During the first quarter, the rate of accelerations we processed was notably higher than average. The number of deferrals we processed was about the same as last quarter. But the backlog of deferral request continues to decrease.

The improving market conditions and the disciplined approach we have taken in managing production rates are paying off. As we announced last month we have accelerated plans to increase production rate on both the 777 and 747-8. And with 787 deliveries expected to ramp up over the next several years, these increases will help ensure our continued market leadership in wide body commercial airplanes. On the 737, with its solid backlog and continued strong demand, we anticipate a decision this quarter on a possible rate increase from our current 737 production level of about 31 airplanes per month.

As I have discussed before, these rate adjustments are significant business decisions for us, and consider the long-term market outlook, customer contracts and lead time and customer contracts and lead times with suppliers. Rate decisions are made only after a through analysis of these another factors. On the defense side of the business, the US Defense Department, another US Government agencies continue to face significant budget pressures.

Given this environment, we are pleased that the fiscal 2010 defense budget and the fiscal 2011 budget request contains strong support for the majority of our key programs including the F/A-18, P-8A our Chinook, Apache and Osprey rotorcraft, the brigade combat T modernization program and others.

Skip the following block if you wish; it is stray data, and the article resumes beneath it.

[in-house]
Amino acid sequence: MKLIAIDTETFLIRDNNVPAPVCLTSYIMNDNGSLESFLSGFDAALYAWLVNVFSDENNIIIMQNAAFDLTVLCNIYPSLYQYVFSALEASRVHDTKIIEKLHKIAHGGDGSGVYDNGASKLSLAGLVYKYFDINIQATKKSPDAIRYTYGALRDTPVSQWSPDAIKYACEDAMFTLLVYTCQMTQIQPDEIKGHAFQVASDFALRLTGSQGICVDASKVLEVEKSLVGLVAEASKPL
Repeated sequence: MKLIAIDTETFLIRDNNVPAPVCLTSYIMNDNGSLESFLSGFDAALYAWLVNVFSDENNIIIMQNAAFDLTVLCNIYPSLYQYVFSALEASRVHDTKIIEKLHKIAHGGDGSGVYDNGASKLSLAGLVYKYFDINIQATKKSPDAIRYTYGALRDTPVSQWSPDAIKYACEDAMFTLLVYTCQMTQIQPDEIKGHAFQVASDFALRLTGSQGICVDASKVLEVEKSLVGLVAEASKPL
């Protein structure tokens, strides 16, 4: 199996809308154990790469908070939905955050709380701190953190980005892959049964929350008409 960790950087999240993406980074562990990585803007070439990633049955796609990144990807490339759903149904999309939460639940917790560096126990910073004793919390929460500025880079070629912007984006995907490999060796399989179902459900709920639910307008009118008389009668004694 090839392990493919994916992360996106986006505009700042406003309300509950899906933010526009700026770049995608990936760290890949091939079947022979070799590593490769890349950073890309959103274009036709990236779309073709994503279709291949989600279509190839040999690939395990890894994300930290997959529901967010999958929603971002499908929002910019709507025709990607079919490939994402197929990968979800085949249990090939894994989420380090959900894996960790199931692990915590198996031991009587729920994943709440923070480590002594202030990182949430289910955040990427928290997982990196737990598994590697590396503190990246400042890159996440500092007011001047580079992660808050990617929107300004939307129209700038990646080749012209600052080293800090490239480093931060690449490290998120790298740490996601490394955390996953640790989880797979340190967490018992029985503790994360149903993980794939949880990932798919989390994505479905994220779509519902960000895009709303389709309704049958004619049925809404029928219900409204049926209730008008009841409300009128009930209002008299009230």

We also continue to see strong demand internationally for our core defense and services products. There are several international opportunities we are pursuing. The fighter jets, C-17's, our rotorcraft line up and our 737 based military derivates.

Our focus in defense continues to be three fold. Extend our existing programs by bringing capability and importantly, affordability to our customers, continue a healthy share of international and service opportunities where our footprint and relationships around the world provide a competitive advantage for expanding share and driving disproportionate growth in these markets, and accelerate our repositioning with investments in adjacent markets such as Cyber Security, intelligence and surveillance and unmanned systems where growth rates are higher than the overall defense budget.

Despite some uncertainties that remain in our business environment, we are in a fundamentally solid position and our opportunities are growing, particularly in the commercial market as the world regains its economic footing. Total company backlog helps steady through the quarter as new orders largely kept pace with deliveries. While we continue to expect the book-to-bill ratio of commercial to be below one this year, we do anticipate higher orders than last year across both of our businesses.